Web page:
My adventure in Costa Rica was the best experience of my life. But I have to be honest: I was extremely nervous. My original purpose for this trip was to show my parents that I could make it on my own at college and to show other kids with Pervasive Developmental Disorder (and other forms of autism) they could overcome social challenges and experience new things. I feel I accomplished both goals, but I also experienced a new culture and personal growth.
My parents drove me to the airport where I met ten of the fourteen students coming to Costa Rica with me. We flew to Costa Rica and stayed at our first hotel: Hotel Pancadé, where the last three participants of our group had already arrived. The group had kids from different places and different ages. There was even someone who was in college and was participating as a Junior Leader on the program. We had dinner that night and talked as a group. It was hard for me to open up and talk to people who I didn’t know.
The next day, we had our first surfing lesson. It was my first time and I had a rough start, but it got little easier thanks to the surf instructors named Axel and Jose. They were very patient with all of us and made me feel comfortable. Soon I wasn’t nervous and started to really enjoy myself. This helped me to be more open and appreciate my time in Costa Rica. The surfing was great and, believe it or not, so was the service part of the trip.
At home, someone cuts our lawn and I don’t do any yard work. Here, the group and I worked at Parque Nacional Marino Ballena, where we were able to help make the park nicer for visitors. There is so much work needed there, and there isn’t enough staff to take care of everything. We cleaned up the gate on the beach, removed debris and cleaned bathrooms. It took a lot of work, but we managed to get it done. I felt really good helping and I learned how to plant grass. Plus it felt awesome knowing the staff appreciated our help. We continued surfing and beach cleanup for four days, and on the fifth day we did some planting with another group of kids.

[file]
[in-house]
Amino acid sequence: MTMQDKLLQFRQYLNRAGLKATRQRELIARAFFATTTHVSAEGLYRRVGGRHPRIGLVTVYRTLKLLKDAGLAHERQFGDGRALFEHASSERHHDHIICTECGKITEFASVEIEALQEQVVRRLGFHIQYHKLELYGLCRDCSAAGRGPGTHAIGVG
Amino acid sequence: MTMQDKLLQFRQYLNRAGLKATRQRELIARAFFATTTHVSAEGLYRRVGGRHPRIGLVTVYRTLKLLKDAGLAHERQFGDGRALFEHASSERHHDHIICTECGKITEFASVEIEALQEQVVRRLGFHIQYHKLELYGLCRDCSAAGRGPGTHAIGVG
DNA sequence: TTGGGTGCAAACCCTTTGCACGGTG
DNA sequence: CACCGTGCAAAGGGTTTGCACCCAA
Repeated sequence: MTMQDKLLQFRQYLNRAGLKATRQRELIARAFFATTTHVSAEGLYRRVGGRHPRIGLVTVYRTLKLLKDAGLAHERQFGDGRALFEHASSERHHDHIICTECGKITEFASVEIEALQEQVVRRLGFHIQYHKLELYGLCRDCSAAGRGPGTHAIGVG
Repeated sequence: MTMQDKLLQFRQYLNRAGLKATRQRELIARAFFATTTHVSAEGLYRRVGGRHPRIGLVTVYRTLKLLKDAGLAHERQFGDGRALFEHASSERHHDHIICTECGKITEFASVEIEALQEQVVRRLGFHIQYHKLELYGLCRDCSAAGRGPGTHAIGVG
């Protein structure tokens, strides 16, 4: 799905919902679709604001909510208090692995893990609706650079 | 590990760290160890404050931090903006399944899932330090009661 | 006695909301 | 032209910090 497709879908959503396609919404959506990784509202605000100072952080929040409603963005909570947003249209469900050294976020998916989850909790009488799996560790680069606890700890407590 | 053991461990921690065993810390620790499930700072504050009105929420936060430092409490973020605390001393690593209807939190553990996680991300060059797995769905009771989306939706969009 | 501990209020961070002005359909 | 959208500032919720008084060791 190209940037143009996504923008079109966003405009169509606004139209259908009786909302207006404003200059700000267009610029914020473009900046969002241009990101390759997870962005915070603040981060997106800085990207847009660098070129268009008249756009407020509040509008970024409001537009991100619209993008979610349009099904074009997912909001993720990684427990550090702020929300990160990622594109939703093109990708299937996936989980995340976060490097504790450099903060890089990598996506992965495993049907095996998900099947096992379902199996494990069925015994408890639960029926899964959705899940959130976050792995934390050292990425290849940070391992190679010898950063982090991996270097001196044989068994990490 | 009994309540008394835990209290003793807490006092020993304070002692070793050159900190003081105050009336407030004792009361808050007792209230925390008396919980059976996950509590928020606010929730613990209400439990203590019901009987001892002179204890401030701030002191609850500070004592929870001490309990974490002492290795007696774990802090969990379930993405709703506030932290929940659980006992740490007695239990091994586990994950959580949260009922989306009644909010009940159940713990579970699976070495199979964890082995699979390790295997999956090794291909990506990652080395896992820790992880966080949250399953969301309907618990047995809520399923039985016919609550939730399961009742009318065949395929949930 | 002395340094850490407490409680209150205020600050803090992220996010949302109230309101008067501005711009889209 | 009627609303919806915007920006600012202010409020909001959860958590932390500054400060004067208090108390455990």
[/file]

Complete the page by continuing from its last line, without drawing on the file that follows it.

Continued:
We made signs for the National Park. It was incredible to be helpful and I liked meeting the other group of students.
Usually at home, I don’t speak to people I don’t know. It’s difficult for me and makes me anxious. I’m able to get along this way in the United States because most people don’t offer random greetings unless in formal settings. I learned that in Costa Rican culture it is extremely rude to not say hello or offer a friendly greeting even to someone you don’t know. I would never want people to think I was rude, so I made sure to put my nervousness aside and say hello.
I felt nervous going on this trip and being in another country with people I didn’t know was a bit overwhelming, but it all went extremely well, and I enjoyed every moment of being in Costa Rica. I learned to always stay calm and not let my nerves or anxieties get in the way. I was able to help a community, learn to surf, and I also learned to dance salsa and merengue. One night, I even did Karaoke and I wasn’t nervous or anxious! I had a great time and I made some amazing friends. I’ve already told my parents I plan to do this again next year!
The Smithsonian Student Adventures 2017 Costa Rica 10 Day Surf & Service Program
Picture Credit: #MyWalkingTree17 @WalkingTreeTravel